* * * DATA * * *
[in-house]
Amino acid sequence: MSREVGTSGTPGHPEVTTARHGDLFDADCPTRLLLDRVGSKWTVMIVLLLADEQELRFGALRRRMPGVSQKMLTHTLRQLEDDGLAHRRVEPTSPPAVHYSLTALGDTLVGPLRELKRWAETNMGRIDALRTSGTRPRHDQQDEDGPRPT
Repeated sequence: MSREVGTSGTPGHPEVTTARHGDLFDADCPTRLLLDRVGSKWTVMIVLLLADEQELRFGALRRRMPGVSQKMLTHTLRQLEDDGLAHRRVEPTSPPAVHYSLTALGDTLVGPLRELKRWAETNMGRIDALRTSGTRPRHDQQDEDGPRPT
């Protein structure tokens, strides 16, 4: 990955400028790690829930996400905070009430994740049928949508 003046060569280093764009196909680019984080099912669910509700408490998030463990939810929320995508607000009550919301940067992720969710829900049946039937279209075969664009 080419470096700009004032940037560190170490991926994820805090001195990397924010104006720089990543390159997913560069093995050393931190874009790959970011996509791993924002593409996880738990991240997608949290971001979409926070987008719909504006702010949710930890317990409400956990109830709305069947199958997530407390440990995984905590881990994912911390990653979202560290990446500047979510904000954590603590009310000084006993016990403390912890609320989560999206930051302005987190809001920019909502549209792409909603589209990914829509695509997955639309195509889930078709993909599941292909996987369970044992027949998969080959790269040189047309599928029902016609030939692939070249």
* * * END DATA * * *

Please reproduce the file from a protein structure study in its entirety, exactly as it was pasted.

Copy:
[in-house]
Amino acid sequence: MSREVGTSGTPGHPEVTTARHGDLFDADCPTRLLLDRVGSKWTVMIVLLLADEQELRFGALRRRMPGVSQKMLTHTLRQLEDDGLAHRRVEPTSPPAVHYSLTALGDTLVGPLRELKRWAETNMGRIDALRTSGTRPRHDQQDEDGPRPT
Repeated sequence: MSREVGTSGTPGHPEVTTARHGDLFDADCPTRLLLDRVGSKWTVMIVLLLADEQELRFGALRRRMPGVSQKMLTHTLRQLEDDGLAHRRVEPTSPPAVHYSLTALGDTLVGPLRELKRWAETNMGRIDALRTSGTRPRHDQQDEDGPRPT
């Protein structure tokens, strides 16, 4: 990955400028790690829930996400905070009430994740049928949508 003046060569280093764009196909680019984080099912669910509700408490998030463990939810929320995508607000009550919301940067992720969710829900049946039937279209075969664009 080419470096700009004032940037560190170490991926994820805090001195990397924010104006720089990543390159997913560069093995050393931190874009790959970011996509791993924002593409996880738990991240997608949290971001979409926070987008719909504006702010949710930890317990409400956990109830709305069947199958997530407390440990995984905590881990994912911390990653979202560290990446500047979510904000954590603590009310000084006993016990403390912890609320989560999206930051302005987190809001920019909502549209792409909603589209990914829509695509997955639309195509889930078709993909599941292909996987369970044992027949998969080959790269040189047309599928029902016609030939692939070249």